The marbling technique is an adaptation of the traditional Chinese tea egg. We tested many different colors, knowing that we wanted to use vegetable dye so that the eggs were sure to be safe for consumption. After testing 12 different colors, we figured out that beet juice worked best. Other colors either weren’t bright enough or didn’t stick to the egg enough.
Then we tested to find the perfect way to serve a boiled egg with a liquid yolk. We wanted the yolk to be runny, so we had to keep it at that perfect silky texture, and at the same time, avoid the rubbery feel that egg whites sometimes get. Finally, we said, why don’t we boil it to set the white, and then cook it sous vide? But we still had to test many different times and temperatures after we created that process. This was before we had our Best Bets for Cooking Whole Eggs table (see page 4·78). Actually, because at that time it seemed like everyone was working with eggs in some way (Johnny was working on custards), we put all of our results together and that became the Best Bets table.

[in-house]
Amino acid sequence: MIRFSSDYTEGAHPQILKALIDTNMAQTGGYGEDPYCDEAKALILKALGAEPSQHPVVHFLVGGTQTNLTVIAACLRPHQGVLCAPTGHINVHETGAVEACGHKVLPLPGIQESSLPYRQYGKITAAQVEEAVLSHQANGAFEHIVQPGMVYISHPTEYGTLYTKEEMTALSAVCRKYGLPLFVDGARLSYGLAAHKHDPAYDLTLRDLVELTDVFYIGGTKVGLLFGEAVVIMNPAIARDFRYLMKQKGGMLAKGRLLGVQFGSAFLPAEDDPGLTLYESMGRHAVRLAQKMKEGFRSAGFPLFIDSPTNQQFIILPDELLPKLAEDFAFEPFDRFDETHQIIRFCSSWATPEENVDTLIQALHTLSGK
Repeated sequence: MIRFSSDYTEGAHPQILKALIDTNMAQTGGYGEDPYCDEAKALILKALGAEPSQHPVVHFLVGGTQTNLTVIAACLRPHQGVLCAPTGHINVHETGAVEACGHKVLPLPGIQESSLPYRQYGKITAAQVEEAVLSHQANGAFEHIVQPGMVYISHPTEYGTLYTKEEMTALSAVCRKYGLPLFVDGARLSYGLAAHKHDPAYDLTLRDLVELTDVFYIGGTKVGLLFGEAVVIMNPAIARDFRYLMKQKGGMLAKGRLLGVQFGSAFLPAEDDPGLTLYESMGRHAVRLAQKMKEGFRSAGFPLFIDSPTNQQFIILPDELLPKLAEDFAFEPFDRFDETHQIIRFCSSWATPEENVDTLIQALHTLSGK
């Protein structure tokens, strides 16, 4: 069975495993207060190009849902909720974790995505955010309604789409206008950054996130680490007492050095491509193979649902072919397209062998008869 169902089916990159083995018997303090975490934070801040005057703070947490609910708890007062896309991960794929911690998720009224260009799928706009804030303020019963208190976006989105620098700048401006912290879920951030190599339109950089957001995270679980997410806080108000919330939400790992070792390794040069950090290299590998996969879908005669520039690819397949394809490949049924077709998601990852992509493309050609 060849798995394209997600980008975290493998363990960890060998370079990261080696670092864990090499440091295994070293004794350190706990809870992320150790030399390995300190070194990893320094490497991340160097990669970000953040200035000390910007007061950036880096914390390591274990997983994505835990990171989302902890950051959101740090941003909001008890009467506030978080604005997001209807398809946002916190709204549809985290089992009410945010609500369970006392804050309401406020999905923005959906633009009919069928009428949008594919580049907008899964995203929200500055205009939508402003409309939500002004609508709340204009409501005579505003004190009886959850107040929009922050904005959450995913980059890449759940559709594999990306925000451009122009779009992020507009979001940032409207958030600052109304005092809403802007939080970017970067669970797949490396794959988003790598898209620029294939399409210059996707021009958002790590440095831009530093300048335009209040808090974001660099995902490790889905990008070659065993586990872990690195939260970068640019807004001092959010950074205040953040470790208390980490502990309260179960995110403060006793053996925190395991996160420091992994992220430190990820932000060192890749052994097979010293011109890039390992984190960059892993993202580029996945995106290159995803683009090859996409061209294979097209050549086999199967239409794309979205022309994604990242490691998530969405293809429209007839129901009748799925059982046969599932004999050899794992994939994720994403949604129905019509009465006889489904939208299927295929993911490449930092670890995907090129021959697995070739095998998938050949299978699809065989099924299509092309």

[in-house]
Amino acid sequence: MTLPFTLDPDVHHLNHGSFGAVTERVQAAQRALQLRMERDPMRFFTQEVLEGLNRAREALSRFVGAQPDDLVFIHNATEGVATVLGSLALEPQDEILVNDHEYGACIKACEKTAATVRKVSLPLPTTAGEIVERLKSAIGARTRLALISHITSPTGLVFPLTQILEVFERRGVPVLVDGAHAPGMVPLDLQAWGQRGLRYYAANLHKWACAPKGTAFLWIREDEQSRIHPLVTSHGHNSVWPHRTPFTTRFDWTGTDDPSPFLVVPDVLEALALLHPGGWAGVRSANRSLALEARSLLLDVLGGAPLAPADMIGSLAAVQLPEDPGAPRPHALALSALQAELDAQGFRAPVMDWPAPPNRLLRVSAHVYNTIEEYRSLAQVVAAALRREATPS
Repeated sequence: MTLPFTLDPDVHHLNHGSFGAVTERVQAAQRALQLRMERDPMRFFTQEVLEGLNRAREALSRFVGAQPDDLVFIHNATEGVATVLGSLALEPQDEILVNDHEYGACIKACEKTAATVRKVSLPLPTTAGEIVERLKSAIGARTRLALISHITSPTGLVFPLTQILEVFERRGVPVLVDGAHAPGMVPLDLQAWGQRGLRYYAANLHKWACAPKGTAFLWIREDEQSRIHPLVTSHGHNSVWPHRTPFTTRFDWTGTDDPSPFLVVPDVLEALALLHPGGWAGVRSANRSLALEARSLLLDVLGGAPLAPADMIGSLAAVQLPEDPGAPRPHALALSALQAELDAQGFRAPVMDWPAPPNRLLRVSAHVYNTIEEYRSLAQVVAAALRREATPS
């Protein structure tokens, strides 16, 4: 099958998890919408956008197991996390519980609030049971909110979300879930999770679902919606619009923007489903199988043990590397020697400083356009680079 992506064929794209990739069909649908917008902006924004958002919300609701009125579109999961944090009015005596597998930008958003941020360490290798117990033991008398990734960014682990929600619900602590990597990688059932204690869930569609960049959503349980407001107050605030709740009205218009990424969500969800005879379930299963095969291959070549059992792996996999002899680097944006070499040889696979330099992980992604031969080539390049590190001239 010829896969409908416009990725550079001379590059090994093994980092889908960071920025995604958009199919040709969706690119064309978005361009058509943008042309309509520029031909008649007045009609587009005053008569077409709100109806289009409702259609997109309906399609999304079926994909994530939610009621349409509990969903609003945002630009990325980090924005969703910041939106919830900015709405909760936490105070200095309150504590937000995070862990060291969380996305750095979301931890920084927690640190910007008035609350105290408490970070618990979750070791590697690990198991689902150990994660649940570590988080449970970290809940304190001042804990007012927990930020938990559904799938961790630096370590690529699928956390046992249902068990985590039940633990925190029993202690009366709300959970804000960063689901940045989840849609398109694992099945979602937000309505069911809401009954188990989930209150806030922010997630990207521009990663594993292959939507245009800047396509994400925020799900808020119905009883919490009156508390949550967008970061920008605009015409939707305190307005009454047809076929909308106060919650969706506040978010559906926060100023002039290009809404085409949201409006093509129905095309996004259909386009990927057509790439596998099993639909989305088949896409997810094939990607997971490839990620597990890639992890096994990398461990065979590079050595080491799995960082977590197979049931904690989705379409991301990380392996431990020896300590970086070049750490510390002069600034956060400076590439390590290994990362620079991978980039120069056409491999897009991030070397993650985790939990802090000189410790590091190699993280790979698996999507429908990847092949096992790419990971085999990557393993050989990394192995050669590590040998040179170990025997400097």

Anjana Shanker, Staff Chef, The Cooking Lab